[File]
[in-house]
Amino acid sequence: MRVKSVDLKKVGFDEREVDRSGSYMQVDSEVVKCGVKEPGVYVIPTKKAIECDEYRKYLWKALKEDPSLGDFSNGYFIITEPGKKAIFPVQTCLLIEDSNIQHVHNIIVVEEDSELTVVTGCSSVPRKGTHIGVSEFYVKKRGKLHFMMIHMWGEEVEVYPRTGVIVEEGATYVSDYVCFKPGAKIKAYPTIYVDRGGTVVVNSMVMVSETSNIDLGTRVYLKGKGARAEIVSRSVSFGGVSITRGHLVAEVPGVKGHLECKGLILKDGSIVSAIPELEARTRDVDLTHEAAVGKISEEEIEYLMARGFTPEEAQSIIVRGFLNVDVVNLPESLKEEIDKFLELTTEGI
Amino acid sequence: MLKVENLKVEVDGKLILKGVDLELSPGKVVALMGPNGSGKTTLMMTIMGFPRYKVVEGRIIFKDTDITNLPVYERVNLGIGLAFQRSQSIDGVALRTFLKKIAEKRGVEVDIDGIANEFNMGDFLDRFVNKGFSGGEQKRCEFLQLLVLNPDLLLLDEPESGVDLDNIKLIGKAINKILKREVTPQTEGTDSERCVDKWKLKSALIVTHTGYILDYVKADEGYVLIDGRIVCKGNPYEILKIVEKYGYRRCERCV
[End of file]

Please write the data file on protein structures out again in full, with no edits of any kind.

[in-house]
Amino acid sequence: MRVKSVDLKKVGFDEREVDRSGSYMQVDSEVVKCGVKEPGVYVIPTKKAIECDEYRKYLWKALKEDPSLGDFSNGYFIITEPGKKAIFPVQTCLLIEDSNIQHVHNIIVVEEDSELTVVTGCSSVPRKGTHIGVSEFYVKKRGKLHFMMIHMWGEEVEVYPRTGVIVEEGATYVSDYVCFKPGAKIKAYPTIYVDRGGTVVVNSMVMVSETSNIDLGTRVYLKGKGARAEIVSRSVSFGGVSITRGHLVAEVPGVKGHLECKGLILKDGSIVSAIPELEARTRDVDLTHEAAVGKISEEEIEYLMARGFTPEEAQSIIVRGFLNVDVVNLPESLKEEIDKFLELTTEGI
Amino acid sequence: MLKVENLKVEVDGKLILKGVDLELSPGKVVALMGPNGSGKTTLMMTIMGFPRYKVVEGRIIFKDTDITNLPVYERVNLGIGLAFQRSQSIDGVALRTFLKKIAEKRGVEVDIDGIANEFNMGDFLDRFVNKGFSGGEQKRCEFLQLLVLNPDLLLLDEPESGVDLDNIKLIGKAINKILKREVTPQTEGTDSERCVDKWKLKSALIVTHTGYILDYVKADEGYVLIDGRIVCKGNPYEILKIVEKYGYRRCERCV